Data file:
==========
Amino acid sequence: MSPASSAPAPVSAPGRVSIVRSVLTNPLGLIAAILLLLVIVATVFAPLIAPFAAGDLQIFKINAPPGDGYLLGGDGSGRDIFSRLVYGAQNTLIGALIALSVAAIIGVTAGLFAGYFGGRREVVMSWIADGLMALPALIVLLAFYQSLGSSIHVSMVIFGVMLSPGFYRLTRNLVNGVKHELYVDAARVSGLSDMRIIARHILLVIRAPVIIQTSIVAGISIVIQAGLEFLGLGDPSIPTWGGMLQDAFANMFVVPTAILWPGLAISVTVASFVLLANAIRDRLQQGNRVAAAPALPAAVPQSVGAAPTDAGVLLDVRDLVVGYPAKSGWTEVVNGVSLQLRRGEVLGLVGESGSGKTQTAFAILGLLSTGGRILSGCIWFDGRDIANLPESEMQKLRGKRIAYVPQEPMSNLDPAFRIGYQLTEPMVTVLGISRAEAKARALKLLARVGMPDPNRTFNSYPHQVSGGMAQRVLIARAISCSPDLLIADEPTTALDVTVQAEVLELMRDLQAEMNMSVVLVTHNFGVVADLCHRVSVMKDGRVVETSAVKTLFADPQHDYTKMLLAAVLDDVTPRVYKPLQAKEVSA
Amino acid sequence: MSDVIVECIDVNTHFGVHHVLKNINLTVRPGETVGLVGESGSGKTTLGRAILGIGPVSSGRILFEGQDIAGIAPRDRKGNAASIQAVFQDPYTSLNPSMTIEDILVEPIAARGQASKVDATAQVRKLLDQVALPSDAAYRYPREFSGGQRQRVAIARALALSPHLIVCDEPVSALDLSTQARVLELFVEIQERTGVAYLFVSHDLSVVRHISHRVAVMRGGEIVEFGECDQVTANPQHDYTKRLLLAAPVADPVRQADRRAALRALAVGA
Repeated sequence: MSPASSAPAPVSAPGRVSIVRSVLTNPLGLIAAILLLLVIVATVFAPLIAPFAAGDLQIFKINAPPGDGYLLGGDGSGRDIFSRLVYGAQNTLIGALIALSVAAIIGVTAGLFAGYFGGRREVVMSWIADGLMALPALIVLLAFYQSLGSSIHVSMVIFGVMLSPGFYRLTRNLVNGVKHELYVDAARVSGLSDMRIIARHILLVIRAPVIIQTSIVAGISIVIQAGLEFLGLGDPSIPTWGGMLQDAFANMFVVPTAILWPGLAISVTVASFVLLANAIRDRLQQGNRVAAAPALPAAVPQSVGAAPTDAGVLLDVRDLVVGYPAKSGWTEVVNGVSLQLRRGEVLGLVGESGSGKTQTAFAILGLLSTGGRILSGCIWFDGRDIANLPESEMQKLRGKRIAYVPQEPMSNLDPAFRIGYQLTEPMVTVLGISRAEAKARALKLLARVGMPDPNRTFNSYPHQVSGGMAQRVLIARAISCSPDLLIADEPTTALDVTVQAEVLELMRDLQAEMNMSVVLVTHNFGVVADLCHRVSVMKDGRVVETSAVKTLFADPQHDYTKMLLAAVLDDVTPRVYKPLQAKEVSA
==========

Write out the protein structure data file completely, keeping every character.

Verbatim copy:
Amino acid sequence: MSPASSAPAPVSAPGRVSIVRSVLTNPLGLIAAILLLLVIVATVFAPLIAPFAAGDLQIFKINAPPGDGYLLGGDGSGRDIFSRLVYGAQNTLIGALIALSVAAIIGVTAGLFAGYFGGRREVVMSWIADGLMALPALIVLLAFYQSLGSSIHVSMVIFGVMLSPGFYRLTRNLVNGVKHELYVDAARVSGLSDMRIIARHILLVIRAPVIIQTSIVAGISIVIQAGLEFLGLGDPSIPTWGGMLQDAFANMFVVPTAILWPGLAISVTVASFVLLANAIRDRLQQGNRVAAAPALPAAVPQSVGAAPTDAGVLLDVRDLVVGYPAKSGWTEVVNGVSLQLRRGEVLGLVGESGSGKTQTAFAILGLLSTGGRILSGCIWFDGRDIANLPESEMQKLRGKRIAYVPQEPMSNLDPAFRIGYQLTEPMVTVLGISRAEAKARALKLLARVGMPDPNRTFNSYPHQVSGGMAQRVLIARAISCSPDLLIADEPTTALDVTVQAEVLELMRDLQAEMNMSVVLVTHNFGVVADLCHRVSVMKDGRVVETSAVKTLFADPQHDYTKMLLAAVLDDVTPRVYKPLQAKEVSA
Amino acid sequence: MSDVIVECIDVNTHFGVHHVLKNINLTVRPGETVGLVGESGSGKTTLGRAILGIGPVSSGRILFEGQDIAGIAPRDRKGNAASIQAVFQDPYTSLNPSMTIEDILVEPIAARGQASKVDATAQVRKLLDQVALPSDAAYRYPREFSGGQRQRVAIARALALSPHLIVCDEPVSALDLSTQARVLELFVEIQERTGVAYLFVSHDLSVVRHISHRVAVMRGGEIVEFGECDQVTANPQHDYTKRLLLAAPVADPVRQADRRAALRALAVGA
Repeated sequence: MSPASSAPAPVSAPGRVSIVRSVLTNPLGLIAAILLLLVIVATVFAPLIAPFAAGDLQIFKINAPPGDGYLLGGDGSGRDIFSRLVYGAQNTLIGALIALSVAAIIGVTAGLFAGYFGGRREVVMSWIADGLMALPALIVLLAFYQSLGSSIHVSMVIFGVMLSPGFYRLTRNLVNGVKHELYVDAARVSGLSDMRIIARHILLVIRAPVIIQTSIVAGISIVIQAGLEFLGLGDPSIPTWGGMLQDAFANMFVVPTAILWPGLAISVTVASFVLLANAIRDRLQQGNRVAAAPALPAAVPQSVGAAPTDAGVLLDVRDLVVGYPAKSGWTEVVNGVSLQLRRGEVLGLVGESGSGKTQTAFAILGLLSTGGRILSGCIWFDGRDIANLPESEMQKLRGKRIAYVPQEPMSNLDPAFRIGYQLTEPMVTVLGISRAEAKARALKLLARVGMPDPNRTFNSYPHQVSGGMAQRVLIARAISCSPDLLIADEPTTALDVTVQAEVLELMRDLQAEMNMSVVLVTHNFGVVADLCHRVSVMKDGRVVETSAVKTLFADPQHDYTKMLLAAVLDDVTPRVYKPLQAKEVSA